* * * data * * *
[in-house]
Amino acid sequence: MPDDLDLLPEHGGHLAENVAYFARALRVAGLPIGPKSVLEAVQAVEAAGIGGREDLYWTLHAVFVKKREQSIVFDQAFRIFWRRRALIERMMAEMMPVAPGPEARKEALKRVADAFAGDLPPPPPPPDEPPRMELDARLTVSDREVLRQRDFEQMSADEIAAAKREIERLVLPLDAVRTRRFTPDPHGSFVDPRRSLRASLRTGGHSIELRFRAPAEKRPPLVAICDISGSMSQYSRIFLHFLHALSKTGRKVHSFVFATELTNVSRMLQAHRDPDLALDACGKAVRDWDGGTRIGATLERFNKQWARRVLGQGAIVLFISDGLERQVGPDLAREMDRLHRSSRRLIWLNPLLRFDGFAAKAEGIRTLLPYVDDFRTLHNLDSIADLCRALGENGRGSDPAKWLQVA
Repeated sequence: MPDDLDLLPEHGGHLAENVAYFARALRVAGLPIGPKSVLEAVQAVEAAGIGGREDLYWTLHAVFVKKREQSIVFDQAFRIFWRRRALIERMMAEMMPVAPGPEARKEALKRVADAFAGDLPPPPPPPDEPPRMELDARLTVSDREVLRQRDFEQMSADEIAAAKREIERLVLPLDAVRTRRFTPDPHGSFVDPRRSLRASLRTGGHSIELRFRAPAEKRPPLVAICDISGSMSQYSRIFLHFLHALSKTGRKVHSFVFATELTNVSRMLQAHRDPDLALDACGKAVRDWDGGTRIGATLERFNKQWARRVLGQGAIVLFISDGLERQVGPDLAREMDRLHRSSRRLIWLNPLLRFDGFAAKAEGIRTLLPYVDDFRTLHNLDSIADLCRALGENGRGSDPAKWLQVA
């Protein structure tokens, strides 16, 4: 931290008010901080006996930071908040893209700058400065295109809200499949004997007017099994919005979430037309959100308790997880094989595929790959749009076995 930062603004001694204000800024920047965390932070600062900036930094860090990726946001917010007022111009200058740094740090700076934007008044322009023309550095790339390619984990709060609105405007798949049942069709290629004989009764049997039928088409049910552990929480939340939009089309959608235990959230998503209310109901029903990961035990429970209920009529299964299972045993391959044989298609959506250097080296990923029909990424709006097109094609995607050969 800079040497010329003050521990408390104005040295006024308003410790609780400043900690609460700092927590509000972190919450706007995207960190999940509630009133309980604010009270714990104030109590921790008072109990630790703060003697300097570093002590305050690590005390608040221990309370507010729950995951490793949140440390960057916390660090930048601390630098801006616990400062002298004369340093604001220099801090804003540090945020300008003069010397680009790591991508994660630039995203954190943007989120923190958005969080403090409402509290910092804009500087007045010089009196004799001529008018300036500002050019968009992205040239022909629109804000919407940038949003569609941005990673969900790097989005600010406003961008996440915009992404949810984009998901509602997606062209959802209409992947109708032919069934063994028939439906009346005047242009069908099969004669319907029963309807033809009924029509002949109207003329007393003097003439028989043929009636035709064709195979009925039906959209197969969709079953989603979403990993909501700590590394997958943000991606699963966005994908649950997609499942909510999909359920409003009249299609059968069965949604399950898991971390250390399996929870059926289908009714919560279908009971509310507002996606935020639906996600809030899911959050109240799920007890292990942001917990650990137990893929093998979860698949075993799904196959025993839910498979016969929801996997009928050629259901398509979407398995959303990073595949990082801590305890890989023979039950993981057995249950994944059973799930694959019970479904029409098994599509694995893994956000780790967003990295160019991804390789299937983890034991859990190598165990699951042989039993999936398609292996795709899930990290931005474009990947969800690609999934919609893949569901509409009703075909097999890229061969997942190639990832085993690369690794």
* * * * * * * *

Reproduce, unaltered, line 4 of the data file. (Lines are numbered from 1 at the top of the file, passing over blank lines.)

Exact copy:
């Protein structure tokens, strides 16, 4: 931290008010901080006996930071908040893209700058400065295109809200499949004997007017099994919005979430037309959100308790997880094989595929790959749009076995 930062603004001694204000800024920047965390932070600062900036930094860090990726946001917010007022111009200058740094740090700076934007008044322009023309550095790339390619984990709060609105405007798949049942069709290629004989009764049997039928088409049910552990929480939340939009089309959608235990959230998503209310109901029903990961035990429970209920009529299964299972045993391959044989298609959506250097080296990923029909990424709006097109094609995607050969 800079040497010329003050521990408390104005040295006024308003410790609780400043900690609460700092927590509000972190919450706007995207960190999940509630009133309980604010009270714990104030109590921790008072109990630790703060003697300097570093002590305050690590005390608040221990309370507010729950995951490793949140440390960057916390660090930048601390630098801006616990400062002298004369340093604001220099801090804003540090945020300008003069010397680009790591991508994660630039995203954190943007989120923190958005969080403090409402509290910092804009500087007045010089009196004799001529008018300036500002050019968009992205040239022909629109804000919407940038949003569609941005990673969900790097989005600010406003961008996440915009992404949810984009998901509602997606062209959802209409992947109708032919069934063994028939439906009346005047242009069908099969004669319907029963309807033809009924029509002949109207003329007393003097003439028989043929009636035709064709195979009925039906959209197969969709079953989603979403990993909501700590590394997958943000991606699963966005994908649950997609499942909510999909359920409003009249299609059968069965949604399950898991971390250390399996929870059926289908009714919560279908009971509310507002996606935020639906996600809030899911959050109240799920007890292990942001917990650990137990893929093998979860698949075993799904196959025993839910498979016969929801996997009928050629259901398509979407398995959303990073595949990082801590305890890989023979039950993981057995249950994944059973799930694959019970479904029409098994599509694995893994956000780790967003990295160019991804390789299937983890034991859990190598165990699951042989039993999936398609292996795709899930990290931005474009990947969800690609999934919609893949569901509409009703075909097999890229061969997942190639990832085993690369690794």